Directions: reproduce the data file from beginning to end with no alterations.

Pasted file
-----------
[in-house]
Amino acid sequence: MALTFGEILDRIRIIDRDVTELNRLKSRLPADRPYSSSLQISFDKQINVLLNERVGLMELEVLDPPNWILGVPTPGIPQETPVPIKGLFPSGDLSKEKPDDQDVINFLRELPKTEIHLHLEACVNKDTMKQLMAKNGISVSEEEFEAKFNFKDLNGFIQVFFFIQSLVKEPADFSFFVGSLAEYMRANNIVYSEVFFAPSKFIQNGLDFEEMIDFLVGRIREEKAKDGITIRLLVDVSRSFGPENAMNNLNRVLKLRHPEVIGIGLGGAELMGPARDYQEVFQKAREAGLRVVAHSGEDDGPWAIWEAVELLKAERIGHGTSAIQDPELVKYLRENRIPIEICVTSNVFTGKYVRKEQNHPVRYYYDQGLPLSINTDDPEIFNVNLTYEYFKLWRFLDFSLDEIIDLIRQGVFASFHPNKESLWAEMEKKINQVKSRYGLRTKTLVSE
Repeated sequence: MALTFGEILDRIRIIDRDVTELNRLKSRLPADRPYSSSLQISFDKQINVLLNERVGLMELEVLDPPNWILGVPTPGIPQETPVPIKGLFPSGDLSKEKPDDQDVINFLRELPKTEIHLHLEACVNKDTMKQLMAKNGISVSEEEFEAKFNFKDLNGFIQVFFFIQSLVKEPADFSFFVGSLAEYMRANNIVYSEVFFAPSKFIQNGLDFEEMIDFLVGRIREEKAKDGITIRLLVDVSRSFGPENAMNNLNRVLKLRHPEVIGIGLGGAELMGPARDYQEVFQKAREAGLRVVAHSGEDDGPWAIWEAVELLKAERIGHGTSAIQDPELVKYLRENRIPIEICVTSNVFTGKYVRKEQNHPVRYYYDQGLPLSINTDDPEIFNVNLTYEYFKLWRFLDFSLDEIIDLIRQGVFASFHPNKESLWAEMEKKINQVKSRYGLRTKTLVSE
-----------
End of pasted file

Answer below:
[in-house]
Amino acid sequence: MALTFGEILDRIRIIDRDVTELNRLKSRLPADRPYSSSLQISFDKQINVLLNERVGLMELEVLDPPNWILGVPTPGIPQETPVPIKGLFPSGDLSKEKPDDQDVINFLRELPKTEIHLHLEACVNKDTMKQLMAKNGISVSEEEFEAKFNFKDLNGFIQVFFFIQSLVKEPADFSFFVGSLAEYMRANNIVYSEVFFAPSKFIQNGLDFEEMIDFLVGRIREEKAKDGITIRLLVDVSRSFGPENAMNNLNRVLKLRHPEVIGIGLGGAELMGPARDYQEVFQKAREAGLRVVAHSGEDDGPWAIWEAVELLKAERIGHGTSAIQDPELVKYLRENRIPIEICVTSNVFTGKYVRKEQNHPVRYYYDQGLPLSINTDDPEIFNVNLTYEYFKLWRFLDFSLDEIIDLIRQGVFASFHPNKESLWAEMEKKINQVKSRYGLRTKTLVSE
Repeated sequence: MALTFGEILDRIRIIDRDVTELNRLKSRLPADRPYSSSLQISFDKQINVLLNERVGLMELEVLDPPNWILGVPTPGIPQETPVPIKGLFPSGDLSKEKPDDQDVINFLRELPKTEIHLHLEACVNKDTMKQLMAKNGISVSEEEFEAKFNFKDLNGFIQVFFFIQSLVKEPADFSFFVGSLAEYMRANNIVYSEVFFAPSKFIQNGLDFEEMIDFLVGRIREEKAKDGITIRLLVDVSRSFGPENAMNNLNRVLKLRHPEVIGIGLGGAELMGPARDYQEVFQKAREAGLRVVAHSGEDDGPWAIWEAVELLKAERIGHGTSAIQDPELVKYLRENRIPIEICVTSNVFTGKYVRKEQNHPVRYYYDQGLPLSINTDDPEIFNVNLTYEYFKLWRFLDFSLDEIIDLIRQGVFASFHPNKESLWAEMEKKINQVKSRYGLRTKTLVSE